Most condominium corporations in Ontario have an audit completed annually and the resulting financial statements are provided to owners, typically, in the Notice of Annual General Meeting.
But what about those condos that have less than 25 units and have received unanimous, written consent to waive the audit? Do they still have to provide financial statements to the owners?
The answer is YES.
It is a common misconception that financial statements are prepared by the auditor but really, in addition to managing the operations of the condo and the maintenance of the common elements, the Board of Directors are responsible for preparing financial statements. Often a professional management company is hired to assist with this function, among many other duties. It is the auditor’s responsibility to issue an opinion on the statements stating whether they are materially correct and accurately reflect the activity for the period.
Financial statements are meant to provide the user, primarily owners but also potential purchasers, lawyers, engineers, mortgagees, lending institutions and banks, with information they can use to assess the stewardship of the board and the health of the corporation. It is vitally important that condominiums of all sizes provide their owners with this information.
Section 66 of the Condominium Act of Ontario, 1998 (the Act) requires that financial statements be prepared, regardless of whether or not an audit is completed. These statements are to be approved by the board and provided to owners in the Notice of Annual General Meeting.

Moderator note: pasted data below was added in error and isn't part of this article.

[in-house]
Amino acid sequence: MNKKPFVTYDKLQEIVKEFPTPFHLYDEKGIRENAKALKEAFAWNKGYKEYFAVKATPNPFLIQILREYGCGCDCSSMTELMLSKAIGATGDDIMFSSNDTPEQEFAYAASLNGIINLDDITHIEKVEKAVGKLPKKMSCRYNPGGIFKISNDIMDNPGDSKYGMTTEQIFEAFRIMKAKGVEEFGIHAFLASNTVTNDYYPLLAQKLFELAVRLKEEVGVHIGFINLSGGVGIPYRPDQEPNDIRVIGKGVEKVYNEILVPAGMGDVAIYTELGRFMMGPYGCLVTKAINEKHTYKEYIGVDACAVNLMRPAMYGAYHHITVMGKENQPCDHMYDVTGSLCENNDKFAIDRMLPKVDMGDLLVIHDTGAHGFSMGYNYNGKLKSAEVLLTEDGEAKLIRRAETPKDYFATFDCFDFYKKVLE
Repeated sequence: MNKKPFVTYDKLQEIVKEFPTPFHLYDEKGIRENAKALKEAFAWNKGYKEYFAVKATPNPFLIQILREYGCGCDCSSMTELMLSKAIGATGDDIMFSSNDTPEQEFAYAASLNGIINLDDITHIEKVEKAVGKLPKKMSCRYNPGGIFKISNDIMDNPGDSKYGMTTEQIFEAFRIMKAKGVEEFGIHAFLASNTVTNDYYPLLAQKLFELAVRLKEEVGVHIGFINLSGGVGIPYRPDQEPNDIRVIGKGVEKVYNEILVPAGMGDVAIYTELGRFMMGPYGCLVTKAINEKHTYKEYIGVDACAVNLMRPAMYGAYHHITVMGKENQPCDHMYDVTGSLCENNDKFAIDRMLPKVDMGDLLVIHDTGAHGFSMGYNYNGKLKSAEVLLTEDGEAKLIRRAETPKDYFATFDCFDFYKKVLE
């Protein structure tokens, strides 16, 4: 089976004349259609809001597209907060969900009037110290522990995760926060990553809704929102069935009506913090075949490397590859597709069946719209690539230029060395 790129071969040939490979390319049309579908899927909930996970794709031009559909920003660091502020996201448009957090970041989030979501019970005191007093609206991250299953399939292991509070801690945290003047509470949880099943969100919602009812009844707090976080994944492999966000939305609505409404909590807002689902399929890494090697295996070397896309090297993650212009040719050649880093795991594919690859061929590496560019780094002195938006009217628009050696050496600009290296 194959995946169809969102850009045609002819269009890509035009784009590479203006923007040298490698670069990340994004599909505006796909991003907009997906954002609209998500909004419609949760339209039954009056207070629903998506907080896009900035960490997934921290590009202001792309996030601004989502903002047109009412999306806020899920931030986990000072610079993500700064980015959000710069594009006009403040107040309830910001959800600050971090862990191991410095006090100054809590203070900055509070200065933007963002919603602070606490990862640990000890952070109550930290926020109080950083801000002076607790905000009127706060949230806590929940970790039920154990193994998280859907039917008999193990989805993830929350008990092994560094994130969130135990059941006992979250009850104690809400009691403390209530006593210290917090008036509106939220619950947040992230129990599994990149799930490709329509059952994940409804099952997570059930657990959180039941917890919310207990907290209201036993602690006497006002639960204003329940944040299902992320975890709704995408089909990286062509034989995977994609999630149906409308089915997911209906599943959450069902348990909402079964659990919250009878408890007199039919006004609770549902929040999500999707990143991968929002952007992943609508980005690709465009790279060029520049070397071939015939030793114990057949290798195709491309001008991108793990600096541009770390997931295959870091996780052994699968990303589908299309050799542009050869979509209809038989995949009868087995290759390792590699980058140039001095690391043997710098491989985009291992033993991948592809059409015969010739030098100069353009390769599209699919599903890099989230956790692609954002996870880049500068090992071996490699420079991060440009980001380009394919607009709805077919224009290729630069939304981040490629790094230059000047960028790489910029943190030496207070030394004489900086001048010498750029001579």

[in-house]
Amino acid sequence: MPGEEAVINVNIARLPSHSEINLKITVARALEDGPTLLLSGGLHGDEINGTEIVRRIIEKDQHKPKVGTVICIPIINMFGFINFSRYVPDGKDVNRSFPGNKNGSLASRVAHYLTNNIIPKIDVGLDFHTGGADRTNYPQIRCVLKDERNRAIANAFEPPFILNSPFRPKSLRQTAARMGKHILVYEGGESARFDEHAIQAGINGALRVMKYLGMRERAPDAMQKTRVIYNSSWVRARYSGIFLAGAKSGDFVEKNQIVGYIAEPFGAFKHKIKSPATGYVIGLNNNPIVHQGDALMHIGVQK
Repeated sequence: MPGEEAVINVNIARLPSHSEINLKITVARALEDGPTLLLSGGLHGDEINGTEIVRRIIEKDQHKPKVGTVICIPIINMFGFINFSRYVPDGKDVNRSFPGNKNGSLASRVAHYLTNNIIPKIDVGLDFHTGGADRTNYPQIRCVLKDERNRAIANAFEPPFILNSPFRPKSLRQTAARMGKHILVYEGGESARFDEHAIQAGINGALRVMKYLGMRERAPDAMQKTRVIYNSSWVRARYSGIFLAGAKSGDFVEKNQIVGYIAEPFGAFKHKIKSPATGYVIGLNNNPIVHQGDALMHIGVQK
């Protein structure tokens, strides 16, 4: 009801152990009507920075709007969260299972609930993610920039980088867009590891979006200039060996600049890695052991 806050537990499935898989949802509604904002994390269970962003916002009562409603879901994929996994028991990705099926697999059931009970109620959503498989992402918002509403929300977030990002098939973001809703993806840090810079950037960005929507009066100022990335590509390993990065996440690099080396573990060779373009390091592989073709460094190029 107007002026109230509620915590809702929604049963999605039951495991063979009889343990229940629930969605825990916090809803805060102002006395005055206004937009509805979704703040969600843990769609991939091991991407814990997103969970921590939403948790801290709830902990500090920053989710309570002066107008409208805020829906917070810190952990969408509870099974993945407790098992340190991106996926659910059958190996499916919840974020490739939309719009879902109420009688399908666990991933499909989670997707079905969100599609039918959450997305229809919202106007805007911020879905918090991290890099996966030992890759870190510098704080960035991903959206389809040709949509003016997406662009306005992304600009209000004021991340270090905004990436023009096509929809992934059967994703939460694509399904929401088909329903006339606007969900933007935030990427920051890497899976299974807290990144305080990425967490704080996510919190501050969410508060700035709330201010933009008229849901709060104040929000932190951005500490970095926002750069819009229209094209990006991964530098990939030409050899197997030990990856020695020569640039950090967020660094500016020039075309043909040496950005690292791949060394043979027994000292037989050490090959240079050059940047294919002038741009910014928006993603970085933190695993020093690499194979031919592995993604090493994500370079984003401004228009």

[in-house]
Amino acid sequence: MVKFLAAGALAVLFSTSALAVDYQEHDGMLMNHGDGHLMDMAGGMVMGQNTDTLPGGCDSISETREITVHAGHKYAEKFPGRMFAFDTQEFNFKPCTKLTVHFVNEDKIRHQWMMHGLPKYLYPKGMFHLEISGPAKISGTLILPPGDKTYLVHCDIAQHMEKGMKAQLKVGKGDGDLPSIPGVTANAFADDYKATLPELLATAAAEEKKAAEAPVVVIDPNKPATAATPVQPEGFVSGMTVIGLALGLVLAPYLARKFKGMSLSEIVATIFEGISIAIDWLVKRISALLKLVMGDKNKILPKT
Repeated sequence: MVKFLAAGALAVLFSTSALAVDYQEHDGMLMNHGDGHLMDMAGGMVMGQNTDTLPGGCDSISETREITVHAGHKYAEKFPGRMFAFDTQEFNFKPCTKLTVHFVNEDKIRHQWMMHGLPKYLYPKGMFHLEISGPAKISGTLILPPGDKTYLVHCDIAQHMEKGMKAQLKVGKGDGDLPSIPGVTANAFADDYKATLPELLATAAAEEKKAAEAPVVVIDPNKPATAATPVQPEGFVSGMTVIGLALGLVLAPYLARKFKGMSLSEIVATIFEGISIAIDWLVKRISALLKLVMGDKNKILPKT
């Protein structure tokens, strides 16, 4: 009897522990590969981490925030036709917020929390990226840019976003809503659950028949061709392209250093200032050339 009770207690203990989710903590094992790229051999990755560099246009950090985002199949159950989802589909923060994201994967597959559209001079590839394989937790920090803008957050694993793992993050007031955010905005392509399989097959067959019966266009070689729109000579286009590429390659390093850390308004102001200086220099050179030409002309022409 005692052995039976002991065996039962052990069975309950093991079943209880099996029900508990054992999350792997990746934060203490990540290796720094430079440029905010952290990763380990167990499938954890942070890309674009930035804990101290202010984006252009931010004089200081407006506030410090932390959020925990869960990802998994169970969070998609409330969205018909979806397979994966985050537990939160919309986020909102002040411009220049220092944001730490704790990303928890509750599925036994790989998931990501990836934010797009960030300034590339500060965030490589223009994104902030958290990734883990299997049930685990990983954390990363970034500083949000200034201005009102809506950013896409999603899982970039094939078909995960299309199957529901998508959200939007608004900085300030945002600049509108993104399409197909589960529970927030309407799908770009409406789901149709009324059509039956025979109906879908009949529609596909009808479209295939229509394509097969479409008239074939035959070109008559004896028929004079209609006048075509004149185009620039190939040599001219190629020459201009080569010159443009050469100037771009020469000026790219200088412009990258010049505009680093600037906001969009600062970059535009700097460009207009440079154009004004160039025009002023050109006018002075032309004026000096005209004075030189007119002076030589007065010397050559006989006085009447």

If a corporation meets the threshold to waive the audit requirement, they must still prepare financial statements in accordance with generally accepted accounting principles – this means statements prepared on the cash basis of accounting are not compliant with this regulation.
They also need to ensure the statements include all the required information listed below:
- A balance sheet (more commonly called a statement of financial position)
- A statement of general operations
- A statement of changes in financial position (more commonly called a cash flow statement)
- Statement of reserve fund operations
- Prescribed information relating to the reserve fund study and the operation of the reserve fund
- Indication of remuneration paid to directors and officers
- Any additional statements or information that the regulations require (currently there are none)
Most accounting firms will offer an alternative to an audit called a Compilation or Notice to Reader. If a corporation chooses not to have an audit completed, they should investigate these alternate engagements. This will provide them with a set of unaudited financial statements that meet the regulations of the Act.
The bottom line is that complete financial statements must be prepared, approved, and provided to owners annually.
This blog was originally featured on the CCI Grand River Chapter Blog here.